Bordeaux saw its shipments to China rocket by 55% in the year to June 2021, though that headline-grabbing figure is slightly less impressive when compared to June 2019, when the growth only computes at 2%.
Nonetheless, it emphasises that there is ongoing Chinese demand for Bordeaux wines, (China has been the top export market for Bordeaux since 2010), and by the end of July 2021, the French region had recorded a 27% increase in volumes shipped to China, compared to the same period in 2020.
The UK market has seen a 9% drop in volumes, although this was partly due to buyers stockpiling before Brexit. The value of shipments to the UK has, though, jumped by 47% over the last year. The UK has, though, recently leapfrogged the US to become the biggest export market for Bordeaux dry white wines.
Shipments of white Bordeaux to the UK jumped from 25,930hl in September 2019 to 28,917hl in September 2021, while exports to the US dipped from 30,317hl to 26,949hl during the same period, according to French customs data. This change, the first time that the UK has been the top market for dry whites, was described as “historic” by the CIVB, and “very good news for our whites in a key white market.”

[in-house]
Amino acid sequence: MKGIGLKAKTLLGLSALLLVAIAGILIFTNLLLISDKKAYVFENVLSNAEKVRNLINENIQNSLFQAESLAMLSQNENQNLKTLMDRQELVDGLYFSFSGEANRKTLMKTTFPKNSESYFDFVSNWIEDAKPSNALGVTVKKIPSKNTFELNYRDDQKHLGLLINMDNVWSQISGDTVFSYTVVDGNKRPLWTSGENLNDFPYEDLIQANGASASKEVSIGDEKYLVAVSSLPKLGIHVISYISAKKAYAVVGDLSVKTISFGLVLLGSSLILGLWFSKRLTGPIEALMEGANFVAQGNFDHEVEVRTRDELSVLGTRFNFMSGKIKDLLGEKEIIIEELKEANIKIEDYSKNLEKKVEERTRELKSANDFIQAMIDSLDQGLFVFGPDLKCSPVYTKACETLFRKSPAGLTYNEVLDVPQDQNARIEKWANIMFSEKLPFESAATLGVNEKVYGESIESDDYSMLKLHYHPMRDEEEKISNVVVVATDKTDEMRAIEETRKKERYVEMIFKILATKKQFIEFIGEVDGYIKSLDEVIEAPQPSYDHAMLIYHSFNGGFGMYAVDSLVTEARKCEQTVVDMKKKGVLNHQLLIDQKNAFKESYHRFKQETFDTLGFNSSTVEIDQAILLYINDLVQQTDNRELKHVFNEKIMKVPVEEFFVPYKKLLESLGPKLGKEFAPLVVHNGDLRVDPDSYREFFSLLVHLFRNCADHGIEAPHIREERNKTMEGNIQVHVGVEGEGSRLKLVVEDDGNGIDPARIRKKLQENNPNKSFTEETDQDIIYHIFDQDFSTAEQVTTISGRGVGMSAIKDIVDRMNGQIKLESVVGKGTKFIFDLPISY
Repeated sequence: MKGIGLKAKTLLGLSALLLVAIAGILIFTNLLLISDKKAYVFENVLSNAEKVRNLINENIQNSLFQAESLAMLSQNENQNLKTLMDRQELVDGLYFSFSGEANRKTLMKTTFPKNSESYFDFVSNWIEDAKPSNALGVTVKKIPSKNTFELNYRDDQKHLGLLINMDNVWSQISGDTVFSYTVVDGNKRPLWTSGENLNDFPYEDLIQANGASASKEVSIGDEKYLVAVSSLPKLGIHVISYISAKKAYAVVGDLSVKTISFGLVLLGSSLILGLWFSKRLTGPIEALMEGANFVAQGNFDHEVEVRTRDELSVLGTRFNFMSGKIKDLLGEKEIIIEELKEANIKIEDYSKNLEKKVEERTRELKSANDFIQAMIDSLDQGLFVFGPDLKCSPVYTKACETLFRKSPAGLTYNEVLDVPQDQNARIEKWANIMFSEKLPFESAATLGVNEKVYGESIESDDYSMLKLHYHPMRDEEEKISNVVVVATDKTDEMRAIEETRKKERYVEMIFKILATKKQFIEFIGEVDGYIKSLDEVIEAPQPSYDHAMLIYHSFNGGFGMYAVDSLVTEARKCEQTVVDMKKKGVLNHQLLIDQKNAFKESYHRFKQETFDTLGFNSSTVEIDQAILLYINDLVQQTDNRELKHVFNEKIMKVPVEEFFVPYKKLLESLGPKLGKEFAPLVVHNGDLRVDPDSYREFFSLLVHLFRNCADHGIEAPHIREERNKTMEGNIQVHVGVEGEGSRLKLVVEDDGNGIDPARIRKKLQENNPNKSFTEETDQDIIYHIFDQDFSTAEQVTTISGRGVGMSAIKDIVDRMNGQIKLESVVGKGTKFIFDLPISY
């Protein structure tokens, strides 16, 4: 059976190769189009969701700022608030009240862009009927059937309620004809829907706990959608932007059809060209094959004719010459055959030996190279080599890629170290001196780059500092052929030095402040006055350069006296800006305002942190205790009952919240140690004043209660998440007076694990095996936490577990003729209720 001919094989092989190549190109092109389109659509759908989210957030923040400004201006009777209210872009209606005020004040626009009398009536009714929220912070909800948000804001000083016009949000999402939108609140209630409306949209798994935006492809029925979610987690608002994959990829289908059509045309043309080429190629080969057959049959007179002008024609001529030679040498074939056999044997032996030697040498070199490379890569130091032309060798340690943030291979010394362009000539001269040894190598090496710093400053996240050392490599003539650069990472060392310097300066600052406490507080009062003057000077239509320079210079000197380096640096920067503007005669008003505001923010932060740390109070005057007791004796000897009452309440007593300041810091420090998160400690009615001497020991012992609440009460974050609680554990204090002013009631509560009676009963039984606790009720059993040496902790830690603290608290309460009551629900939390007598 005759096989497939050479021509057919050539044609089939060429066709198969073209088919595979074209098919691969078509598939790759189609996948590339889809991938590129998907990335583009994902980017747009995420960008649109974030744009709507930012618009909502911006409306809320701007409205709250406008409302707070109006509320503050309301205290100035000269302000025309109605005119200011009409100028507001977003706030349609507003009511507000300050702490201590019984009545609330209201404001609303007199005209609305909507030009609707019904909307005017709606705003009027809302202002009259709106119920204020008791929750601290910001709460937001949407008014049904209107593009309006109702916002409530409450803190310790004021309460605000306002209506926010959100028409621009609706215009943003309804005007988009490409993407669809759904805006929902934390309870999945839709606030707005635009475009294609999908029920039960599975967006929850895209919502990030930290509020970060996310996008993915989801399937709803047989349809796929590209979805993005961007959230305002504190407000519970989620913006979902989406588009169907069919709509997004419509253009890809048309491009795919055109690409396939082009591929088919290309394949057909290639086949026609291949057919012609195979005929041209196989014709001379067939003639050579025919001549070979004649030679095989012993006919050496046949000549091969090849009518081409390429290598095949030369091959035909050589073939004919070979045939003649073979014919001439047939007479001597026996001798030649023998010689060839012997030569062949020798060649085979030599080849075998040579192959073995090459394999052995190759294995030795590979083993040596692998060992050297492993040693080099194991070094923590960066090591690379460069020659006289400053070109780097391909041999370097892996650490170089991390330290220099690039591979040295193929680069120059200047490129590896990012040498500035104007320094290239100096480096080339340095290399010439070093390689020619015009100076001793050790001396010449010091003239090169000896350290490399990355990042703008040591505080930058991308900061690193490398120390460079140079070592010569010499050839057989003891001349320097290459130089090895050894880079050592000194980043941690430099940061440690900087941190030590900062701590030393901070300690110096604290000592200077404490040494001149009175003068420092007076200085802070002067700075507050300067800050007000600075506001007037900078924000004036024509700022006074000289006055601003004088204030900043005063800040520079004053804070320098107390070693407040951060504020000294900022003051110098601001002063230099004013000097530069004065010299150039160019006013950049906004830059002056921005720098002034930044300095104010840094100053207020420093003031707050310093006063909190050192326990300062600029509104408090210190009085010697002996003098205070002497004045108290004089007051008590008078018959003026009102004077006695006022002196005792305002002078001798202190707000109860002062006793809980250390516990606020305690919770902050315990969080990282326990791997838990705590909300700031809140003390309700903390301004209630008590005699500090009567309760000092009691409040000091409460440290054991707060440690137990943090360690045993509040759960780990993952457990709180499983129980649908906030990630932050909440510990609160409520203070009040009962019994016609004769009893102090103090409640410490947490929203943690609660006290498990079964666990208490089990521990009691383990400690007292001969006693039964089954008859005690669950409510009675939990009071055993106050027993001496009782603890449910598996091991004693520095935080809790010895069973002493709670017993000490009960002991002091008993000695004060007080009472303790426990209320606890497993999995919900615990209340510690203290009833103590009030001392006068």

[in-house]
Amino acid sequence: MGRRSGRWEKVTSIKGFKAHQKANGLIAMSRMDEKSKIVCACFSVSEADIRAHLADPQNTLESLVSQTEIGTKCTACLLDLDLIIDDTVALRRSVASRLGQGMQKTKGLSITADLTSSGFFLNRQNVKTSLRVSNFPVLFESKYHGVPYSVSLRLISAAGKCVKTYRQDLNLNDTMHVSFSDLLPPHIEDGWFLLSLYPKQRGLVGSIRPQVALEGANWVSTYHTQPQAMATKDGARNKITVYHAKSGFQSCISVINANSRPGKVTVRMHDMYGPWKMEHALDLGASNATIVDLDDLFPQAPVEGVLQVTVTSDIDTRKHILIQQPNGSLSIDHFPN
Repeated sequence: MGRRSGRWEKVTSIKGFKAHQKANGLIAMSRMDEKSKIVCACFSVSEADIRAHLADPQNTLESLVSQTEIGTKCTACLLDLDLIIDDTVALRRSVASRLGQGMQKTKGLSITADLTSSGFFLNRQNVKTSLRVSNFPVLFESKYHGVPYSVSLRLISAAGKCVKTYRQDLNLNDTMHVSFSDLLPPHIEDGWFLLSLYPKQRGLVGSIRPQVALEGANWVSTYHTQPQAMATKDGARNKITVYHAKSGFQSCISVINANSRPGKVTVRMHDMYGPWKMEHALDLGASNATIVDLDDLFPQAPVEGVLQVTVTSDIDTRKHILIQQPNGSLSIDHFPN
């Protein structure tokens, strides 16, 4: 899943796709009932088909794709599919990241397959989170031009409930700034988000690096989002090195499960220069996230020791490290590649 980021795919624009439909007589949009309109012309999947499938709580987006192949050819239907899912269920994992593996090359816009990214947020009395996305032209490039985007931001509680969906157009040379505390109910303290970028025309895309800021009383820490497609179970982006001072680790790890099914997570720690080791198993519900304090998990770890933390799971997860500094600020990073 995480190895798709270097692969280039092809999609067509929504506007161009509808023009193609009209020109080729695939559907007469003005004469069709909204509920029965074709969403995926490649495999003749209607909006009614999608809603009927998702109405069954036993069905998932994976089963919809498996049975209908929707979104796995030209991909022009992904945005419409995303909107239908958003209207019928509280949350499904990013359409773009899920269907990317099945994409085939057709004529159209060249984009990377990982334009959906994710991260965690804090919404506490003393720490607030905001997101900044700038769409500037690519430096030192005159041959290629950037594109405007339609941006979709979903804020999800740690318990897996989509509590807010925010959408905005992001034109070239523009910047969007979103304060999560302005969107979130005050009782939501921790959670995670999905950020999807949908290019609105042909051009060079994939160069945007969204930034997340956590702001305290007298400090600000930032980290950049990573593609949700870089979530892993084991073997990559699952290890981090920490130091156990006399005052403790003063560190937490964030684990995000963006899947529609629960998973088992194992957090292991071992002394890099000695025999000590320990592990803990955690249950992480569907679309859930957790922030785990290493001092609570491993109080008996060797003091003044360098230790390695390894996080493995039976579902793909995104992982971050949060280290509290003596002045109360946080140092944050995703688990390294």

Bordeaux may be arguably the most famous winemaking regions in the world, it still needs to protect its image and reputation for the future. It’s why the BIVB, conscious of the fact younger consumers, in particular, feel the wines are not accessible or relevant to them, is doing a lot of work to change those perceptions.
Its annual promotional campaign, Bordeaux Wine Month has helped boost awareness of the region, with 91% of participating UK wine merchants reporting an uplift in sales as a result of the campaign, with over a third of those being white wines sales.
“A lot of consumers are surprised to find out that Bordeaux does white wines,” said Chateau.
“The younger generation haven’t necessarily been brought up with Bordeaux wines, and have the perception that it is not for them. We want to show them that the wines are easy drinking and affordable, so they can drink them for casual occasions.”
Bordeaux production, 2010 – 2021 (In hectolitres)
Ten year average: 4.940m
|2015||5.296m||2021||Forecast to be below 4m|